Emirates announced just before Christmas that it was launching a third daily service into Birmingham International from 1st August 2015. Operated by a Boeing 777, it will be the first EK service out of the airport to have a First Class cabin.
The march of the ‘big 3’ Middle East carriers continues apace. Qatar launched Edinburgh this year and has announced plans to go from five flights a week to seven. It is also doubling its Manchester service to twice daily next year. Etihad has just announced an upgrade of its in-flight service as it launches its first A380 service to Heathrow.
If you read my review of my Qatar Boeing 787 business class flight this Autumn, you will know I hold them in high regard. We have also switched – at the insistence of my wife, ironically – to Emirates business class for our regular trips to Dubai to visit my sister-in-law and her family.
Meanwhile, over at British Airways, here is a photograph which tells you everything you need to know about the current state of the airline:
I took this photo in a Club World toilet in October. If you don’t know what it is, it is the flower holder.
‘But where is the flower?’ I hear you say. The answer is that flowers have been culled by BA management because they cost (let’s guess) £2 per flight. They were meant to be retained in First bathrooms but I know that was also on the list for culling.
We could put together a long list of other penny-pinching measures, even down to the cancellation of the British Airways Open Day this year. The downgrading of World Traveller meals and the removal of sparkling wine, for example – although you rarely read about that online as forums tend to be focussed on travellers in premium cabins. You may remember my course-by-course comparison of Qatar, Emirates and BA business class food this year, which did not end well.
This is before we get to the ludicrous new short-haul interiors, where the Club Europe seat pitch has been slashed from 34 inches to 30 inches. At the back of economy on some short-haul planes, legroom is now less than you get on Ryanair (29 inches vs 30 inches). Ryanair is retaining a 30 inch pitch on its recent order for 200 new Boeing 737 aircraft.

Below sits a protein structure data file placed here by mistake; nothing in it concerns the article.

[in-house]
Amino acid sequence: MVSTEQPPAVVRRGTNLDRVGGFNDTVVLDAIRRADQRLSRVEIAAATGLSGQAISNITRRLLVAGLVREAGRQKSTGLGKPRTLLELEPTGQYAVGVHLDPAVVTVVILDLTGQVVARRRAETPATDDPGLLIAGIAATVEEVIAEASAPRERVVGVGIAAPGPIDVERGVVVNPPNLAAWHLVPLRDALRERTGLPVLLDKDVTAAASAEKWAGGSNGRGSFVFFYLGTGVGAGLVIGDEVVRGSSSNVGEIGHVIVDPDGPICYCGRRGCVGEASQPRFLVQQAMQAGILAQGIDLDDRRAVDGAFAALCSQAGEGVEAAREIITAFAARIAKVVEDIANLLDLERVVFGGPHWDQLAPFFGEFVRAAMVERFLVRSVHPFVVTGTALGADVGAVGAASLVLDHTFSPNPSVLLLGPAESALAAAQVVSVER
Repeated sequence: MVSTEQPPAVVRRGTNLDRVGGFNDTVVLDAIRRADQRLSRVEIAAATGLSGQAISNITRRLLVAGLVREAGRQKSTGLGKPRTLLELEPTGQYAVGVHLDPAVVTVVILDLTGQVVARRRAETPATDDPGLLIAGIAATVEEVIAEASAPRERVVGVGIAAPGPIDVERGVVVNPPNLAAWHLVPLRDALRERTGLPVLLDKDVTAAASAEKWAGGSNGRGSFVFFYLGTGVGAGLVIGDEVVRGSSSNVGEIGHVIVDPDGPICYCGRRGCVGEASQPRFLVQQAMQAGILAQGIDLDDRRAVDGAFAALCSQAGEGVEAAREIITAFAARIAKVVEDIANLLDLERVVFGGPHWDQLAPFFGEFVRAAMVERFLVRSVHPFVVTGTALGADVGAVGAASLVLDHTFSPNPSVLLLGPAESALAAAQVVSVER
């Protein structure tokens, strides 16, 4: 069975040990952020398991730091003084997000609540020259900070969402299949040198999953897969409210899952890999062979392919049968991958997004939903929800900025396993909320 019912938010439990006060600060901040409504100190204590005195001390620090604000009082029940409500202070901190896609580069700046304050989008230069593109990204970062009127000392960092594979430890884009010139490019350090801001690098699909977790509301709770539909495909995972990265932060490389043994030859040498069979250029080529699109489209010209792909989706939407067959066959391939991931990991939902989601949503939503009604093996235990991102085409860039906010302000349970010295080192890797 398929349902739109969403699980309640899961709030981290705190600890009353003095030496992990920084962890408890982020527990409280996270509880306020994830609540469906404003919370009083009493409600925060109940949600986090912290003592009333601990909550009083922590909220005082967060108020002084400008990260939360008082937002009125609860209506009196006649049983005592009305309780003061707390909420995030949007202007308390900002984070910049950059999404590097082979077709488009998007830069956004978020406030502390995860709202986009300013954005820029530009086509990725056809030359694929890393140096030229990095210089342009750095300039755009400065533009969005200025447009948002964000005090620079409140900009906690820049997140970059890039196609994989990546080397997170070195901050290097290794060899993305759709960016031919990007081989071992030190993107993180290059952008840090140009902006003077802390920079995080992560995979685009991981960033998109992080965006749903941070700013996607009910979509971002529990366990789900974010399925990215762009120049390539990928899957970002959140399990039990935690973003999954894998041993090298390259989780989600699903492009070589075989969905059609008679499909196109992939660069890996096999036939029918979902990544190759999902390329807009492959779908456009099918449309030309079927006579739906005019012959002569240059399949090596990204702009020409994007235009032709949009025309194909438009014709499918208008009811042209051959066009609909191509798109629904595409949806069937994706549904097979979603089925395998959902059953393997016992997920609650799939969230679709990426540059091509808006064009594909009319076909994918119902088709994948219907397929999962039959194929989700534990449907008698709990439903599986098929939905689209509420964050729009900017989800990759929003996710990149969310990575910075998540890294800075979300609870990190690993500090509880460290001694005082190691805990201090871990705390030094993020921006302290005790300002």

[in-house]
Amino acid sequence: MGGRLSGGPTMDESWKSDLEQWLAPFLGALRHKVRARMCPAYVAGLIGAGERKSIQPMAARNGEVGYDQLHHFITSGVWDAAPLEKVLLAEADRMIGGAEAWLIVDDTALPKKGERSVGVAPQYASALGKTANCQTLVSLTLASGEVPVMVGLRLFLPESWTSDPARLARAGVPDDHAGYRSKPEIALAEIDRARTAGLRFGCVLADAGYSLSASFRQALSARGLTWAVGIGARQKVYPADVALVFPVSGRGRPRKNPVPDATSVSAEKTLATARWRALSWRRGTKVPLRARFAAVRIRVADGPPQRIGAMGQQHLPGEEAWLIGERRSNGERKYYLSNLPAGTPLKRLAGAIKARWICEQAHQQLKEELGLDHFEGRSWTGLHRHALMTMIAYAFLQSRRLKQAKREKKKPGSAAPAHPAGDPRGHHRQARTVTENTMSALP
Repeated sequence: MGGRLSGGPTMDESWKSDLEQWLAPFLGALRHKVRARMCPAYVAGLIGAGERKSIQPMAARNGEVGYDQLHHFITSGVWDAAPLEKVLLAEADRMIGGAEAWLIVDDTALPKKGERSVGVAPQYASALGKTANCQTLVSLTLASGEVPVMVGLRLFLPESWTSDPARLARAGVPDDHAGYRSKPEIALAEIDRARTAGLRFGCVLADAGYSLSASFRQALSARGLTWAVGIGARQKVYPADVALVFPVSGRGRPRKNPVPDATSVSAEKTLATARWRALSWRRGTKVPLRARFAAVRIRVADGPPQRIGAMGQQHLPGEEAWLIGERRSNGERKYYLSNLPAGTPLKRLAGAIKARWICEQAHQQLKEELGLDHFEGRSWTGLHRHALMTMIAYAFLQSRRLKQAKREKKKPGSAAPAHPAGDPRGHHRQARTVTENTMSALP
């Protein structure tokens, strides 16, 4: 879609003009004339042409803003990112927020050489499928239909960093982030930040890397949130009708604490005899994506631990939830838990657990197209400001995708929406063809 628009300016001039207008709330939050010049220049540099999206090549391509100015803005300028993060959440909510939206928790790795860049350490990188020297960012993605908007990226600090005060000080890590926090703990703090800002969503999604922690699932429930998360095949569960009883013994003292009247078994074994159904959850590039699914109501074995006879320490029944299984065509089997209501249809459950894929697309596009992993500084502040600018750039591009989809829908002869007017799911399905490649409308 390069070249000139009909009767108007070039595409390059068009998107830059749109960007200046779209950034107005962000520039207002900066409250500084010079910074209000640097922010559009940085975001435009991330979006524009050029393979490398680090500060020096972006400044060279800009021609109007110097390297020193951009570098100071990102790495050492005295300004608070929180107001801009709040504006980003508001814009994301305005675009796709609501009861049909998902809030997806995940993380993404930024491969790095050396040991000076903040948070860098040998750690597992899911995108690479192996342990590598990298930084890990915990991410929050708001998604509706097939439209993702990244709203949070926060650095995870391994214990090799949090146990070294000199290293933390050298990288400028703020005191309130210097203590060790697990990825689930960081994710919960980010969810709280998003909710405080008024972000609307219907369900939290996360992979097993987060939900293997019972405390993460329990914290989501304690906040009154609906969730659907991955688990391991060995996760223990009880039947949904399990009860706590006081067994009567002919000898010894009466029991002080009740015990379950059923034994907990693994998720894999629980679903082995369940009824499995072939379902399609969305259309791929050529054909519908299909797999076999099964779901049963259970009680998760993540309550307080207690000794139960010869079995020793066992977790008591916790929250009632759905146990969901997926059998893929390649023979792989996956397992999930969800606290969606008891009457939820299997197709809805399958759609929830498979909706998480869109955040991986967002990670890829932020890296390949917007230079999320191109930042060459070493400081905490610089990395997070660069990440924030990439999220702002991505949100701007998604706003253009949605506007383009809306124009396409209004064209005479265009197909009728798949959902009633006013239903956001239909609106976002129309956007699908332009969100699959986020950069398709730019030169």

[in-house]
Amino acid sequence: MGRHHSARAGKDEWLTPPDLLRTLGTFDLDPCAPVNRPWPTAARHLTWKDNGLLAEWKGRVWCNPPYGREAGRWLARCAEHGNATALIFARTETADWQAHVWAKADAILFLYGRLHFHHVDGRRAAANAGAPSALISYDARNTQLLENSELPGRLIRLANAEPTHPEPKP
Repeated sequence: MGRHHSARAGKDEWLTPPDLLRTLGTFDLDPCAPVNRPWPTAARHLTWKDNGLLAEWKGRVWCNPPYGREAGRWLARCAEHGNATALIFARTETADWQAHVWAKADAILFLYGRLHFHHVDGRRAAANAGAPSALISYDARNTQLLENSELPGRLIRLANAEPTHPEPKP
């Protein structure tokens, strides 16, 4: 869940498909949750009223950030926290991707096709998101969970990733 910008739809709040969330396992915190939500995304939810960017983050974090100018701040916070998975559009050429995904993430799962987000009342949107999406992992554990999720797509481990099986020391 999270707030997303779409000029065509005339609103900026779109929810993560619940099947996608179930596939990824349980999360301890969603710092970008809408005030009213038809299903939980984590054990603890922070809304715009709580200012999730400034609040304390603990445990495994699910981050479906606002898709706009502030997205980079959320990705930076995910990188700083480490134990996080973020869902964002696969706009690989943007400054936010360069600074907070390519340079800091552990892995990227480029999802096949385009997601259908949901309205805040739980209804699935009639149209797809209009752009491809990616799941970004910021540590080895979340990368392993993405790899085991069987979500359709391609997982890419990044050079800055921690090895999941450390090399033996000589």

Can this really end happily for BA? The current problems at Tesco seem very relevant, a business which turned to capex freezes (and allegedly dubious accounting, of course) to shore up profits instead of responding positively to Aldi and Lidl and is now paying the price.
It is not difficult to see a scenario within five years where Qatar, Emirates and Etihad – all of whom offer a service vastly superior to BA in premium cabins – are flying 50 planes a day out of the UK. I imagine it is already close to 30.
Even BA’s oligopoly on North American routes could be under threat. Historically a lot of people would fly from the US to Heathrow and then transfer to Paris, Frankfurt etc because they valued the flat-bed Club World product. Flat beds are currently being installed by Air France, KLM, Lufthansa, Aer Lingus, Finnair etc. airberlin, Iberia, LOT and others are already 100% there – and in general they are better seats than Club World.
Why fly in an inferior BA Club World seat with inferior food to face the overrun transfer desks at Heathrow and a 30 inch seat pitch on your connecting flight to Germany? Again, look forward five years and British Airways will have the worst long-haul business class product of any major European airline.
There is no doubt that the lower oil price will flatten the British Airways numbers in the short term. In the longer term, though, the current penny pinching mentality of the airline is going to lead it into a corner from which there is no obvious exit.
(PS. Since I wrote this last week, I have discovered that Emirates is feeling the pinch as well. Via One Mile At A Time, it seems that Hennessy Paradis – £525 a bottle at The Whisky Exchange – is being removed from First Class and the business class bar. Tough times indeed ….)